The reference levels used for a variety of lab tests designed to measure the development of children may be inconsistent, and these pediatric reference intervals (PRIs) should be updated to improve pediatric care, according to research published April 25 in JAMA Pediatrics.
Accurate PRIs are critical for clinical decision-making. A child's physical development and growth to adulthood requires appropriate growth and maturation of their body and organ systems; this growth is accompanied by fluctuations in biomarker concentrations at various stages of healthy development. For clinicians to correctly diagnose and treat disease in children, the PRIs used must accurately reflect these biochemical and physiological changes.
In the current paper, researchers assessed the consistency of PRIs for certain analytes related to child development. Investigators with the U.S. Centers for Disease Control and Prevention (CDC) and colleagues elsewhere determined that the PRIs currently used in pediatric care are significantly inconsistent and inappropriate for assessing a child's health or monitoring the child's treatment.
The investigators' review included PRIs from articles indexed in PubMed that were published from January 2015 to April 2021. Analytes commonly measured in the pediatric clinical setting used as examples in the review included the following:
- The thyroid axis hormones free thyroxine (FT4) and thyrotropin
- The kidney function biomarker cystatin C
- Insulin-like growth factor 1 (IGF-1)
- Total testosterone and estradiol (E2)
- The iron-status indicators hemoglobin and ferritin
For each PRI source, the scientists gathered details on the laboratory methods used, population surveyed, statistical approaches used, covariates, and published reference intervals.
The scientists, led by Hubert W. Vesper, PhD, director of clinical standardization programs at CDC and laboratory scientist with the American Association of Clinical Chemistry (AACC), analyzed the reference intervals for several common and important pediatric tests, assessing them for consistency in the context of the biological changes occurring during child development.
The scientists observed that although many PRIs have been published for some biomarkers, few are used by clinical and commercial laboratories. The patterns, extent, and timing of biomarker changes are highly variable, particularly during developmental stages with rapid physiologic changes.
Many PRIs do not capture these changes and do not accurately reflect the underlying biochemistry of development, resulting in significant inconsistencies between reference intervals, the scientists wrote.
Moreover, PRIs are available from a variety of sources, complicating their use for a specific biomarker. There is no common source of data for deriving PRIs that uses a well-defined population representative of healthy children in the U.S. In fact, some PRIs are based on other countries' populations.
The scientists explained that biomarker concentrations for most PRIs in their study differed across sources, in part because of variably calibrated analytical systems and differences in system performance. But these kinds of differences should not affect the patterns of biomarker changes at different developmental stages, such as a possible surge in thyrotropin in newborns.
Some inconsistencies may be caused by the large variability among age groups used in developing PRIs. The researchers observed inconsistent patterns for biomarker changes across PRIs, partially attributable to the number of age groups used to establish PRIs. The number of age groups is highly variable across PRIs -- for example, ranging between 1 and 12 for hemoglobin and ferritin.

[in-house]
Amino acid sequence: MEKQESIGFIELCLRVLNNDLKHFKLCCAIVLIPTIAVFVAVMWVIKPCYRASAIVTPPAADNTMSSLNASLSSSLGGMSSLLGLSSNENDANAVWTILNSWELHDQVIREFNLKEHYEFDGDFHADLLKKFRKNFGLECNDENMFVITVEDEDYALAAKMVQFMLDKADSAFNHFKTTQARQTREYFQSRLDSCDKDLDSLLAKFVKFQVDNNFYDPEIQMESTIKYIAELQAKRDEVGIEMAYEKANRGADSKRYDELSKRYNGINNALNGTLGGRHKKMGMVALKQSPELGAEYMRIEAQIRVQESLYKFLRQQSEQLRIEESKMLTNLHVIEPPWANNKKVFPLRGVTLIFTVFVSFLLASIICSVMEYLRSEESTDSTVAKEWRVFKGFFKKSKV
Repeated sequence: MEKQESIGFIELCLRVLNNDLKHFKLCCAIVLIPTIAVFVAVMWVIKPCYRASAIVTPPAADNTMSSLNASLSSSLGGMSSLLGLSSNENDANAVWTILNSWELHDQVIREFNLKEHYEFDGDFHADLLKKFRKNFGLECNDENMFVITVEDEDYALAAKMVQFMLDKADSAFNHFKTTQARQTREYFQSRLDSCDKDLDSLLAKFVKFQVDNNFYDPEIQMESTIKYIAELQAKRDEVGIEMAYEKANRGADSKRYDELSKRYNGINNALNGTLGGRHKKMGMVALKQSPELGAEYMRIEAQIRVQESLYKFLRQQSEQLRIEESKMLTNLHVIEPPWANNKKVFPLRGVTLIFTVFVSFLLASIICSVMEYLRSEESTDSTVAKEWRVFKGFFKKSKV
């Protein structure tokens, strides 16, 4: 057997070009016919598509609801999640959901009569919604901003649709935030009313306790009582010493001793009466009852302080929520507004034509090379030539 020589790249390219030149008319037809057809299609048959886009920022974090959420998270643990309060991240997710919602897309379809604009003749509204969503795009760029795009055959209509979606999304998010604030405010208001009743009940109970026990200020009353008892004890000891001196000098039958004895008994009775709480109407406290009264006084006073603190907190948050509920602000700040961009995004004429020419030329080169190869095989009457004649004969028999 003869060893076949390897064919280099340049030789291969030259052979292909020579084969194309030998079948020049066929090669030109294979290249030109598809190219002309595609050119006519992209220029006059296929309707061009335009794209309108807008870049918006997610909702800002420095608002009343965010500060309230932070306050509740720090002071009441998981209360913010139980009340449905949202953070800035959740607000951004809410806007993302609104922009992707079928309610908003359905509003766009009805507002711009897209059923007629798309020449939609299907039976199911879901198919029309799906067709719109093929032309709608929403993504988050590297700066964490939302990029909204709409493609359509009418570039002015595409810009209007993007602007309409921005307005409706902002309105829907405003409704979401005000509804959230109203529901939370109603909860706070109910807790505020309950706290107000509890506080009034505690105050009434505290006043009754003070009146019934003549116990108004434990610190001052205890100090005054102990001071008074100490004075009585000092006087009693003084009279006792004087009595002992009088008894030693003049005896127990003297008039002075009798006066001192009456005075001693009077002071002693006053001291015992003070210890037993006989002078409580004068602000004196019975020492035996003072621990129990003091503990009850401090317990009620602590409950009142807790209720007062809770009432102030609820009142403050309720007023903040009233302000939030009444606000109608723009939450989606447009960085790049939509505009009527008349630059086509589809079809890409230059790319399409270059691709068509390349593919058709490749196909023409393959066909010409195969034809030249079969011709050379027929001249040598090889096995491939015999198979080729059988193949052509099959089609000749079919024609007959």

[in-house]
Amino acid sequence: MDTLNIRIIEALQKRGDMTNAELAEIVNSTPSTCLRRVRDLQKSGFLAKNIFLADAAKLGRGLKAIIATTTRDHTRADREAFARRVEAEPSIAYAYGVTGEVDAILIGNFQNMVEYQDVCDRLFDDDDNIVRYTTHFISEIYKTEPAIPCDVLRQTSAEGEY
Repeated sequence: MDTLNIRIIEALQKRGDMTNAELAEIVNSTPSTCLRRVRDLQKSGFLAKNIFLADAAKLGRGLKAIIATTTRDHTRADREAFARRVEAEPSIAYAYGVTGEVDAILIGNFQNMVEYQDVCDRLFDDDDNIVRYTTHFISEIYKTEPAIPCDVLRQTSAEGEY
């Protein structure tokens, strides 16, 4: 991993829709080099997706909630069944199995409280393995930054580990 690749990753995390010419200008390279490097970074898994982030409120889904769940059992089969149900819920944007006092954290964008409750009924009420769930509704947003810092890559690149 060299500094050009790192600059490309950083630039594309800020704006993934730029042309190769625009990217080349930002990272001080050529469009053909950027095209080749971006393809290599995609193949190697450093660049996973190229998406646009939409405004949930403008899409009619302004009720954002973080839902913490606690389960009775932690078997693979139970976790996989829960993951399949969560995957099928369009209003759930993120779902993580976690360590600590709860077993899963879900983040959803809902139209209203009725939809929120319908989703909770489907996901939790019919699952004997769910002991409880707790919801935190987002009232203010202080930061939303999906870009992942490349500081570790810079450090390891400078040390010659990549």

Age groups should reflect developmental stages during which biomarker concentrations are relatively constant, according to the scientists.
One way to overcome the challenges with age grouping is to transition to continuous reference intervals, the researchers suggested.
Biomarkers, such as thyrotropin and FT4 or hemoglobin and ferritin, are often used in combination to diagnose certain diseases. Thus, PRI patterns should be consistent not only for individual biomarkers but also for any corresponding biomarkers.
But the authors wrote that consistent relationships between thyrotropin and FT4, as well as between hemoglobin and ferritin, were not reflected in the PRIs reviewed, including PRIs used in clinical laboratories.
The research findings also revealed that many PRIs do not reflect the underlying biochemistry of development, especially in very young children. When possible, PRI studies should measure all analytes used in a diagnostic workup in the same individual to better define their relationship in healthy children, according to the scientists.
The development of PRIs is often hampered by the lack of sufficiently large study populations representing healthy children. In addition, the lack of assay standardization leads to instrument-specific reference intervals that cannot easily be transferred across laboratories.
Researchers continue to develop new PRIs in addition to the many PRIs already available. However, some increasingly-used biomarkers, such as cystatin C, still lack PRIs derived from appropriate and well-designed study cohorts. Despite the large number of PRIs, it is difficult for laboratories to identify the PRI that best reflects their patient population.
The CDC, the American Association for Clinical Chemistry, and others are partnering to harness data acquired from the National Health and Nutrition Examination Survey to generate continuous PRIs; their aim is to offer these PRIs to laboratories, clinicians, and researchers, as well as to facilitate their adoption by clinical laboratories through assay standardization.
The CDC, in collaboration with clinical partners, has developed reference intervals in adults that can easily be adopted by clinical laboratories and is pursuing similar approaches through this partnership.